Labor Party Convention Accepts Netanyahu-Gantz Unity Government Proposal

According to the agreement, lawmakers from Amir Peretz’s left-wing party would have to vote with the government on controversial issues, including West Bank annexation

Jonathan Lis
Jonathan Lis
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Labor party leader Amir Peretz (L) passes the gavel to Kahol Lavan chief Benny Gantz, Jerusalem, March 26, 2020.
Labor party leader Amir Peretz (L) passes the gavel to Kahol Lavan chief Benny Gantz, Jerusalem, March 26, 2020.Credit: Adina Wallman / Knesset Spokesperson Unit
Jonathan Lis
Jonathan Lis

Israel’s Labor Party convention accepted the proposal to join a unity government headed by Prime Minister Benjamin Netanyahu on Sunday, after party leader Amir Peretz agreed to endorse the coalition agreement, shifting away from one of his key campaign promises ahead of Israel’s March 2 election.

Of the 3,840 convention members, 90.5 percent cast their votes until 8 P.M. Sunday, when polls closed. The majority of the votes, 64.2 percent, were in favor of joining the government.

According to the Labor-Kahol Lavan agreement, lawmakers from Peretz’s left-wing party would have to vote with the government on issues considered controversial, including annexation of parts of the West Bank. Party members also agreed to avoid any moves to dissolve the coalition, the government or the parliament.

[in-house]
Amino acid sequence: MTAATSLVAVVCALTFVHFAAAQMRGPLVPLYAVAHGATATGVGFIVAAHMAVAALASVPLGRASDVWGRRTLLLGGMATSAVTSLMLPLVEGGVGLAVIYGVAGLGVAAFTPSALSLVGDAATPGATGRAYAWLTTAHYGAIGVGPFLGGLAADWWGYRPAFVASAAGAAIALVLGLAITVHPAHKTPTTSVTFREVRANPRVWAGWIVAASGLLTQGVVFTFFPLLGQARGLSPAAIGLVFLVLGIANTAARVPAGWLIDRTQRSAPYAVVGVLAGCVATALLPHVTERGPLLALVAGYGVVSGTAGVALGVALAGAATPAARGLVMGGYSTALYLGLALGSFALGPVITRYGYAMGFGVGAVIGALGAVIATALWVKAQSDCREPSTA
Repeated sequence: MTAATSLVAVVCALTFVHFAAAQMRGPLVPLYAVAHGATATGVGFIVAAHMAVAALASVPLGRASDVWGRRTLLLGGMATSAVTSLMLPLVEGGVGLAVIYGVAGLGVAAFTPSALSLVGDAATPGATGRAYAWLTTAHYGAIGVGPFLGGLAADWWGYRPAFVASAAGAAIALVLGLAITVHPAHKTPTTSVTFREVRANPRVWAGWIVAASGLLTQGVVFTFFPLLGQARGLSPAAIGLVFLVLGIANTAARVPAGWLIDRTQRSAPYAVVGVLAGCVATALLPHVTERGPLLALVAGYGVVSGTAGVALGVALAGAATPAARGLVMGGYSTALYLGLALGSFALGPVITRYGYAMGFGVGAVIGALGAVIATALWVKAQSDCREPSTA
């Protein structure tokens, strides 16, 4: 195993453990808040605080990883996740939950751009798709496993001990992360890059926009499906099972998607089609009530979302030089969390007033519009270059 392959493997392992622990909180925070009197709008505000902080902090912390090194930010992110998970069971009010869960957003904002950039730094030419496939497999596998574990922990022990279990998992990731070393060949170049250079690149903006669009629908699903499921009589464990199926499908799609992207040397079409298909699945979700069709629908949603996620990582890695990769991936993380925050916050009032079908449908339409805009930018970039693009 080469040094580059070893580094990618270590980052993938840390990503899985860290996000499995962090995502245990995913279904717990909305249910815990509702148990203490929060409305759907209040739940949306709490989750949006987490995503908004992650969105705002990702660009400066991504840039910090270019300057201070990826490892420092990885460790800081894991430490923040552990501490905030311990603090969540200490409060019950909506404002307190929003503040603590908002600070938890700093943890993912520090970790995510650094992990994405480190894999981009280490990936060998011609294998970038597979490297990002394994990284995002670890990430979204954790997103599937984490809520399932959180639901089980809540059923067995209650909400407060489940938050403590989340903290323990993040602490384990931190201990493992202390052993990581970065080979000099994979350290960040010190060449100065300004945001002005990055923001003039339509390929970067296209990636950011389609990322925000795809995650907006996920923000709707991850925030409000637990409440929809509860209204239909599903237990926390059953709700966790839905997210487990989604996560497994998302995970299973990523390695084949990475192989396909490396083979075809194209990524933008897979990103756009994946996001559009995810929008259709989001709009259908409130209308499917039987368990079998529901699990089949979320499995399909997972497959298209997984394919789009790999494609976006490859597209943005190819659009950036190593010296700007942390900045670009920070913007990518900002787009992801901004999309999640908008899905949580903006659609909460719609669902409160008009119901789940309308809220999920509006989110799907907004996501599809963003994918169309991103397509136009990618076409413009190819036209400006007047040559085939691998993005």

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MK Merav Michaeli, the only one of Labor’s three Knesset members who opposes joining the government, urged convention members to reject the unity agreement. “The Labor Party must not commit suicide and become a poor affiliate of Benny Gantz,” she said, adding “Gantz, who stole the Labor Party’s voters and then stole their votes and gave them to Bibi.”

MK Itzik Shmuli, who, like party chairman Peretz, supports joining the government, argued that the agreement Kahol Lavan negotiated with Netanyahu’s Likud party effectively constrains the latter and sets conditions that will thwart unilateral annexation of arts of the West Bank. In an interview with public radio station Kan Bet on Sunday, he said Netanyahu could propose annexation to the cabinet, but Article 28 of the agreement sets “impossible conditions” for approving such a proposal, “like complying with the terms of the treaty with Jordan or not undermining regional stability.”

In fact, however, Article 28 doesn’t require any international player except America to consent to annexation, nor does it require existing peace agreements to be preserved. It merely requires the government to conduct an “international dialogue” on the issue and to “strive” to preserve “Israel’s strategic and security interests, including the need to preserve regional stability, preserve its peace treaties and seek future peace treaties.”

The party’s initial agreement with Kahol Lavan states that Labor would not be free to join Netanyahu’s government alone, but could only do so along with Kahol Lavan, per Gantz’s decision. Moreover, the agreement allows Labor to nominate an ambassador or consul in one of Israel’s high-profile diplomatic representations abroad, and states that the coalition would promote legislation for the official commemoration of Berl Katznelson, a prominent Labor leader in pre-state Israel.

Alongside these commitments, the agreement also includes a clause by which “the parties would work to ensure financial assistance to same-sex couples for surrogacy abroad,” as part of an effort that would be led by Shmuli, who is expected to be nominated for social affairs and social services minister. He is openly gay and has a child with his partner, born via a surrogate mother in the United States.

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